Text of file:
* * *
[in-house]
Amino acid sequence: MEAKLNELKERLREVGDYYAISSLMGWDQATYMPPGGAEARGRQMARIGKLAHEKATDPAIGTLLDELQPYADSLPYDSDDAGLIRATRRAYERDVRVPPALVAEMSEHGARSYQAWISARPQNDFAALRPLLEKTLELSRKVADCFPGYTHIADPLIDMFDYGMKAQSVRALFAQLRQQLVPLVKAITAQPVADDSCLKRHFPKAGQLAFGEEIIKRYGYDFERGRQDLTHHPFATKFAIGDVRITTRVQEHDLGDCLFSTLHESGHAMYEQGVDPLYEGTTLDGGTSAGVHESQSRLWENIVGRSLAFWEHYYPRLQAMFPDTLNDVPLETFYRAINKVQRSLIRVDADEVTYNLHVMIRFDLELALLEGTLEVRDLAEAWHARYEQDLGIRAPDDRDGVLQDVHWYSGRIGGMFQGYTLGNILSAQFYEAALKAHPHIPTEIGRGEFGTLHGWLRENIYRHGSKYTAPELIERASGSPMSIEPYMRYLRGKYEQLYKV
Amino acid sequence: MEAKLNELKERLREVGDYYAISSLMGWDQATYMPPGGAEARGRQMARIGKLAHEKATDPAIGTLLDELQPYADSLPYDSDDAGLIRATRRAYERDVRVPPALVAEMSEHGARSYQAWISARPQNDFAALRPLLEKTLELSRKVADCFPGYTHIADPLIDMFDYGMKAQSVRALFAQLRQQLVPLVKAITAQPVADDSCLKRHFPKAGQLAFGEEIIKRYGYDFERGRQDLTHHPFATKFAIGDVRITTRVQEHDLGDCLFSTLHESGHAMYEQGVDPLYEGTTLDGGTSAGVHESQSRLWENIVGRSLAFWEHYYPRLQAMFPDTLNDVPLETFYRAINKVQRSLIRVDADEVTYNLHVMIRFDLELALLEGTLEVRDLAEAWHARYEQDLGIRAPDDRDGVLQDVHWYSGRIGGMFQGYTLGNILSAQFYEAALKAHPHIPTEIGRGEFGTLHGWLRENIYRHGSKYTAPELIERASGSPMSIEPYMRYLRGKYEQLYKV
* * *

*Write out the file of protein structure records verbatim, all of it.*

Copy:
[in-house]
Amino acid sequence: MEAKLNELKERLREVGDYYAISSLMGWDQATYMPPGGAEARGRQMARIGKLAHEKATDPAIGTLLDELQPYADSLPYDSDDAGLIRATRRAYERDVRVPPALVAEMSEHGARSYQAWISARPQNDFAALRPLLEKTLELSRKVADCFPGYTHIADPLIDMFDYGMKAQSVRALFAQLRQQLVPLVKAITAQPVADDSCLKRHFPKAGQLAFGEEIIKRYGYDFERGRQDLTHHPFATKFAIGDVRITTRVQEHDLGDCLFSTLHESGHAMYEQGVDPLYEGTTLDGGTSAGVHESQSRLWENIVGRSLAFWEHYYPRLQAMFPDTLNDVPLETFYRAINKVQRSLIRVDADEVTYNLHVMIRFDLELALLEGTLEVRDLAEAWHARYEQDLGIRAPDDRDGVLQDVHWYSGRIGGMFQGYTLGNILSAQFYEAALKAHPHIPTEIGRGEFGTLHGWLRENIYRHGSKYTAPELIERASGSPMSIEPYMRYLRGKYEQLYKV
Amino acid sequence: MEAKLNELKERLREVGDYYAISSLMGWDQATYMPPGGAEARGRQMARIGKLAHEKATDPAIGTLLDELQPYADSLPYDSDDAGLIRATRRAYERDVRVPPALVAEMSEHGARSYQAWISARPQNDFAALRPLLEKTLELSRKVADCFPGYTHIADPLIDMFDYGMKAQSVRALFAQLRQQLVPLVKAITAQPVADDSCLKRHFPKAGQLAFGEEIIKRYGYDFERGRQDLTHHPFATKFAIGDVRITTRVQEHDLGDCLFSTLHESGHAMYEQGVDPLYEGTTLDGGTSAGVHESQSRLWENIVGRSLAFWEHYYPRLQAMFPDTLNDVPLETFYRAINKVQRSLIRVDADEVTYNLHVMIRFDLELALLEGTLEVRDLAEAWHARYEQDLGIRAPDDRDGVLQDVHWYSGRIGGMFQGYTLGNILSAQFYEAALKAHPHIPTEIGRGEFGTLHGWLRENIYRHGSKYTAPELIERASGSPMSIEPYMRYLRGKYEQLYKV